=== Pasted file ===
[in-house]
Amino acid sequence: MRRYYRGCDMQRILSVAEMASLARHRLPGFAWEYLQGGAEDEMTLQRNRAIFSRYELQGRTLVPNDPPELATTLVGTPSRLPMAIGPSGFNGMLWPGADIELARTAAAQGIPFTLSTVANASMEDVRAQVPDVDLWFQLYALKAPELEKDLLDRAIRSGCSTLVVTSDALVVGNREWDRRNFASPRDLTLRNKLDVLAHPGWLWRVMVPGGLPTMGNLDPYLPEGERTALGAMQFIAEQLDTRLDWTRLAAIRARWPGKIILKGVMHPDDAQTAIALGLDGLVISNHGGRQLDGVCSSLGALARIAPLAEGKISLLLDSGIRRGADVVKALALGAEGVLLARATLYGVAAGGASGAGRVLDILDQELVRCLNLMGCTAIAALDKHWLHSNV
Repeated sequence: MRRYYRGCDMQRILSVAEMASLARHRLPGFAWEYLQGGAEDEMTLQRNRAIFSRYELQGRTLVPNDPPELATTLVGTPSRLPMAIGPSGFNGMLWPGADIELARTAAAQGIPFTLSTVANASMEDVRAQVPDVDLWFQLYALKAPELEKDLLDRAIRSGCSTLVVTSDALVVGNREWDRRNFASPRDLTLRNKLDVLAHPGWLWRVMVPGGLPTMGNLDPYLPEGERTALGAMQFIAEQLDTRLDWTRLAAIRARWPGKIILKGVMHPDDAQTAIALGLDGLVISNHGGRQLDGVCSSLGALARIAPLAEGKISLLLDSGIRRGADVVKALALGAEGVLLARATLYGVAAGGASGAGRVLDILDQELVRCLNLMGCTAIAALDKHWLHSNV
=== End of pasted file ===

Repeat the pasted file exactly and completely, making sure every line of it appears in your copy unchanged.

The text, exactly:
[in-house]
Amino acid sequence: MRRYYRGCDMQRILSVAEMASLARHRLPGFAWEYLQGGAEDEMTLQRNRAIFSRYELQGRTLVPNDPPELATTLVGTPSRLPMAIGPSGFNGMLWPGADIELARTAAAQGIPFTLSTVANASMEDVRAQVPDVDLWFQLYALKAPELEKDLLDRAIRSGCSTLVVTSDALVVGNREWDRRNFASPRDLTLRNKLDVLAHPGWLWRVMVPGGLPTMGNLDPYLPEGERTALGAMQFIAEQLDTRLDWTRLAAIRARWPGKIILKGVMHPDDAQTAIALGLDGLVISNHGGRQLDGVCSSLGALARIAPLAEGKISLLLDSGIRRGADVVKALALGAEGVLLARATLYGVAAGGASGAGRVLDILDQELVRCLNLMGCTAIAALDKHWLHSNV
Repeated sequence: MRRYYRGCDMQRILSVAEMASLARHRLPGFAWEYLQGGAEDEMTLQRNRAIFSRYELQGRTLVPNDPPELATTLVGTPSRLPMAIGPSGFNGMLWPGADIELARTAAAQGIPFTLSTVANASMEDVRAQVPDVDLWFQLYALKAPELEKDLLDRAIRSGCSTLVVTSDALVVGNREWDRRNFASPRDLTLRNKLDVLAHPGWLWRVMVPGGLPTMGNLDPYLPEGERTALGAMQFIAEQLDTRLDWTRLAAIRARWPGKIILKGVMHPDDAQTAIALGLDGLVISNHGGRQLDGVCSSLGALARIAPLAEGKISLLLDSGIRRGADVVKALALGAEGVLLARATLYGVAAGGASGAGRVLDILDQELVRCLNLMGCTAIAALDKHWLHSNV